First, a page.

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'As apprehended by the literary imagination', Chase writes, 'New England
Puritanism, with its grand metaphors of election and damnation, its opposition of
the kingdom of light and the kingdom of darkness, its eternal and autonomous ...
Yet, more than any writer of our time, English or American, he is the novelist of
the creative imagination, for the creative imagination is the quality he most values
in human beings. And the creative action of the imagination is unceasing and ...
... 286; his background, 242; novelist of the creative imagination, 242; four main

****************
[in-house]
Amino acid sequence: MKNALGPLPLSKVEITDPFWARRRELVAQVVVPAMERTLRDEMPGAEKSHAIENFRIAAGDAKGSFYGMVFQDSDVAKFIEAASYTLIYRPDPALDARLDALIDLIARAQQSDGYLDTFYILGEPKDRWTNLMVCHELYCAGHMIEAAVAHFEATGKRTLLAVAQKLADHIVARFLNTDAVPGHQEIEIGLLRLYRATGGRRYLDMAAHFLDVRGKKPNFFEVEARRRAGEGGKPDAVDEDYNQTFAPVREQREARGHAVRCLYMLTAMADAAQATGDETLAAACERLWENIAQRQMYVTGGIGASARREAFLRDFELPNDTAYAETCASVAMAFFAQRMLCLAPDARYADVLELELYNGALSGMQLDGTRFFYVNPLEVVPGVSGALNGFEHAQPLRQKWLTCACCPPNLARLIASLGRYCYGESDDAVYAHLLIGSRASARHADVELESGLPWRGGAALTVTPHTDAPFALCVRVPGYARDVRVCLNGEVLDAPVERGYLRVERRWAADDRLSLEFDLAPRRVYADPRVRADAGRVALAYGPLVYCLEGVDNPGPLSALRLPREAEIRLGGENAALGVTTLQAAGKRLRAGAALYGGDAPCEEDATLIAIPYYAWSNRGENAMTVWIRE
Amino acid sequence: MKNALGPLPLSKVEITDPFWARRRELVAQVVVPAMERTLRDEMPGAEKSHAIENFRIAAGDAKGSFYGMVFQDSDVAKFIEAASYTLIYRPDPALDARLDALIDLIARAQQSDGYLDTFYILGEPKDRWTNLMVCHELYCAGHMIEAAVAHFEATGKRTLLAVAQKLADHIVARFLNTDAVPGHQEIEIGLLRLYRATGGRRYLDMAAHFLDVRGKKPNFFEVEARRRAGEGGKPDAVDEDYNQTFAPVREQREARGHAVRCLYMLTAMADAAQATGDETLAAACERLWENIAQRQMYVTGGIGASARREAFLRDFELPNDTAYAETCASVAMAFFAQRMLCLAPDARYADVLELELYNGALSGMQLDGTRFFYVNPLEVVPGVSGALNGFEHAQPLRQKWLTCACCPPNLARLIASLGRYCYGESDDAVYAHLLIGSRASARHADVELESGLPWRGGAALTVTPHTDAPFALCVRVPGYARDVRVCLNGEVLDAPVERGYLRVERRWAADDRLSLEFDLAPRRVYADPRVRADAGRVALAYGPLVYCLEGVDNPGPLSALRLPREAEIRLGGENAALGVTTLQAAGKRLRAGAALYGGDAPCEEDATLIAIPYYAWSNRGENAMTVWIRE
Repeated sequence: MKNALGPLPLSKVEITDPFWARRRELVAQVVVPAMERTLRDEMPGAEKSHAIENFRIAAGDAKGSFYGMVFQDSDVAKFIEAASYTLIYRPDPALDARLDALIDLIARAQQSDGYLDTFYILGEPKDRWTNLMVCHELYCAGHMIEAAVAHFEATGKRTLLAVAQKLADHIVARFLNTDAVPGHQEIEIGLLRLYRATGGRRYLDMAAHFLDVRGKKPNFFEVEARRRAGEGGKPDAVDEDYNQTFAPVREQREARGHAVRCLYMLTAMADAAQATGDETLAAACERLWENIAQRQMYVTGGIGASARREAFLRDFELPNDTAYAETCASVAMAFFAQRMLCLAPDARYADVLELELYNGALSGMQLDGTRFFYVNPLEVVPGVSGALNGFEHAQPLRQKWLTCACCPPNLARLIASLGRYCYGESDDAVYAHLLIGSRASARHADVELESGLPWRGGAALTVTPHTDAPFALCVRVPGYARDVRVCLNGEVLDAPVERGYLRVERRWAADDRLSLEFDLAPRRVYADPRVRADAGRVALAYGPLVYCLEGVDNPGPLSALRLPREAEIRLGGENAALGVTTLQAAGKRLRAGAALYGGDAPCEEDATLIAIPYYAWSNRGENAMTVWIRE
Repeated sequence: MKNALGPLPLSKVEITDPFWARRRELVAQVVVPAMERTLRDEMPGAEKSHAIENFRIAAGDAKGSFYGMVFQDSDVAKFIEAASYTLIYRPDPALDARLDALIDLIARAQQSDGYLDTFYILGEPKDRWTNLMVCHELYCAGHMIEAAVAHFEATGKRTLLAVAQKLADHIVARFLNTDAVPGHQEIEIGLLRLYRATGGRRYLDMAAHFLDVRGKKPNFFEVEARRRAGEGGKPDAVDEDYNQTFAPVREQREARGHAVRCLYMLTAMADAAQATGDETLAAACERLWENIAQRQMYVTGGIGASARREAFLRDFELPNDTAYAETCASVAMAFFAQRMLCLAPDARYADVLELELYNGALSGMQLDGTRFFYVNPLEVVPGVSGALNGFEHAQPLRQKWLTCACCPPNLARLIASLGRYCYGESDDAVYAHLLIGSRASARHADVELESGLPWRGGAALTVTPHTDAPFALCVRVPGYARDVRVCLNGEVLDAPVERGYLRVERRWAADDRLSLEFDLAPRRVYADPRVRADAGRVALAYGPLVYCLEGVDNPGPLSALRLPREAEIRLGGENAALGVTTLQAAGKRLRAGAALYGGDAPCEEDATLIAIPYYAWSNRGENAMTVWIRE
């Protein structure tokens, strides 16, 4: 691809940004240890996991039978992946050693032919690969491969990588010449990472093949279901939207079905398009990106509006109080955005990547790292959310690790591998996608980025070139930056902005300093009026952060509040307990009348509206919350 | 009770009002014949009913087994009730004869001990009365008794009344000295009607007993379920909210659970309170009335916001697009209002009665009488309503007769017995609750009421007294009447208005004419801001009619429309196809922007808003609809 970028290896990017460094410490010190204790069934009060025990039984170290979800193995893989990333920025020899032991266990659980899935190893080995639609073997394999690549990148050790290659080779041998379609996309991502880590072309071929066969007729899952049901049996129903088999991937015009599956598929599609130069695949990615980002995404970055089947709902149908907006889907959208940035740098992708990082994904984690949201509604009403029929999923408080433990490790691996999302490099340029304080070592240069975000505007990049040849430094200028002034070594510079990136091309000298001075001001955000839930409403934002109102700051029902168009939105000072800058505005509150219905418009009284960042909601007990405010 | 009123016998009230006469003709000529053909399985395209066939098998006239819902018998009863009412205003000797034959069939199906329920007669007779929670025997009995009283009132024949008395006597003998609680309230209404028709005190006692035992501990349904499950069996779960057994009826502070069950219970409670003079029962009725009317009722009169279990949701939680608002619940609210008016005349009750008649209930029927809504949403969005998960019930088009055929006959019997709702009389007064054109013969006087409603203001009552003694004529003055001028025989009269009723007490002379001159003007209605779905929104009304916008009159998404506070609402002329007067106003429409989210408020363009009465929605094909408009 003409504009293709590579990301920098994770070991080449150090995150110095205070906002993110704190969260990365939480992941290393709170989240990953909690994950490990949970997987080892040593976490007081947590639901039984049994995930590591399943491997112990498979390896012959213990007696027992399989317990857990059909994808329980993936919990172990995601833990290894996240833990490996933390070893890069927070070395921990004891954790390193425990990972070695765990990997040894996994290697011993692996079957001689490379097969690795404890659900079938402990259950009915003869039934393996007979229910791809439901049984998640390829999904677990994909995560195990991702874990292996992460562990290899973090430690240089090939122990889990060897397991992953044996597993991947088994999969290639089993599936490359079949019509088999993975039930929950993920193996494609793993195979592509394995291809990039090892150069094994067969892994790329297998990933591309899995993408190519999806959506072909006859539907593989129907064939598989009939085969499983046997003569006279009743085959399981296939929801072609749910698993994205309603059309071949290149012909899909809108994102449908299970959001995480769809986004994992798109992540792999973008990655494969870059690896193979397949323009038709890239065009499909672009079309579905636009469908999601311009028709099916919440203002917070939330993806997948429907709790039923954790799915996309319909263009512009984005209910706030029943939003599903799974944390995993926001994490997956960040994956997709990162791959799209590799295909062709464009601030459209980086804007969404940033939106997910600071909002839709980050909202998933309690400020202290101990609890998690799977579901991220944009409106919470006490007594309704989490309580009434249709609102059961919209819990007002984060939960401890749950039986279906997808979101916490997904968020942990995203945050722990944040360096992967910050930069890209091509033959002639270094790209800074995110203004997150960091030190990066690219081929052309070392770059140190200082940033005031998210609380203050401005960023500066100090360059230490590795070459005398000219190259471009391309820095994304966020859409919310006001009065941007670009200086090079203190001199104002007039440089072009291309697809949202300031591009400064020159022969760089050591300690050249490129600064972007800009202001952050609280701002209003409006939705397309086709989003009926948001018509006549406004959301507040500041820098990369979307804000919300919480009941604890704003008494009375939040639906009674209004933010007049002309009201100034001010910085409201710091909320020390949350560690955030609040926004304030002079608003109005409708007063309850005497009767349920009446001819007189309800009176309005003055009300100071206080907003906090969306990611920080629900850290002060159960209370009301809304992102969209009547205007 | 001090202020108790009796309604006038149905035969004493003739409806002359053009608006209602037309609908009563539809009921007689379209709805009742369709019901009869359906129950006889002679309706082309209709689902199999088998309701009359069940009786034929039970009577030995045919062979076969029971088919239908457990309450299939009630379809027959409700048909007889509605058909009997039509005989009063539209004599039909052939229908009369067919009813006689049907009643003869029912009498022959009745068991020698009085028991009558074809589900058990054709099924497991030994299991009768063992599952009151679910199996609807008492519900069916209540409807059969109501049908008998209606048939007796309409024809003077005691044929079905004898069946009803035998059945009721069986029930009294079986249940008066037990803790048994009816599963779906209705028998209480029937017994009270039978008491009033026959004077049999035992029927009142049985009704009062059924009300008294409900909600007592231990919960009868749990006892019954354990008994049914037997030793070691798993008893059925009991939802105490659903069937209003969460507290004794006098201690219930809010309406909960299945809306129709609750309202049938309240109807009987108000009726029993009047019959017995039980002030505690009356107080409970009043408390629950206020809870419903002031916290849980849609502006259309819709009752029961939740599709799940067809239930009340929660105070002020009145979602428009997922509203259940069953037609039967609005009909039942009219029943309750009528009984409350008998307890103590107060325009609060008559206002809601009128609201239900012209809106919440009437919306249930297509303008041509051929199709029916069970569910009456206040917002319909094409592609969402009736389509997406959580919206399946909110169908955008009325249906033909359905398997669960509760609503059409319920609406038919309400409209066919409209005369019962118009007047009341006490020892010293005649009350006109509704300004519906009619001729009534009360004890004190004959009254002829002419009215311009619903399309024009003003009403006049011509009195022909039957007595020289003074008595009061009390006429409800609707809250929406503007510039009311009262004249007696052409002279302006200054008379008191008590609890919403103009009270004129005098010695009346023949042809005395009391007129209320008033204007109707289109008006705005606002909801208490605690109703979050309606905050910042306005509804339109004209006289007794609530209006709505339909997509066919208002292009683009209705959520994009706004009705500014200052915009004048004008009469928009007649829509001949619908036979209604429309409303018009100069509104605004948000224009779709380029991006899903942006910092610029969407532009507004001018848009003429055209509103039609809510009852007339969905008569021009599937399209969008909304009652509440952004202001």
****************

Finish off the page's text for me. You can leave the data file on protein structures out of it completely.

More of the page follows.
groups of his novels, 243; the African novels, 243–4; delineation of children, 244;
the Sara MondayWilcher-Gulley Jimson sequence, 244–7; decline of his powers,
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LibraryThing ReviewUser Review - stillatim - LibraryThing
As with the predecessor, 'Tradition and Dream' is just a great piece of literary history. But it's better than the earlier history (which dealt with English fiction until about 1914) for a few reasons ... Read full review
The Southern Novel Between the Wars
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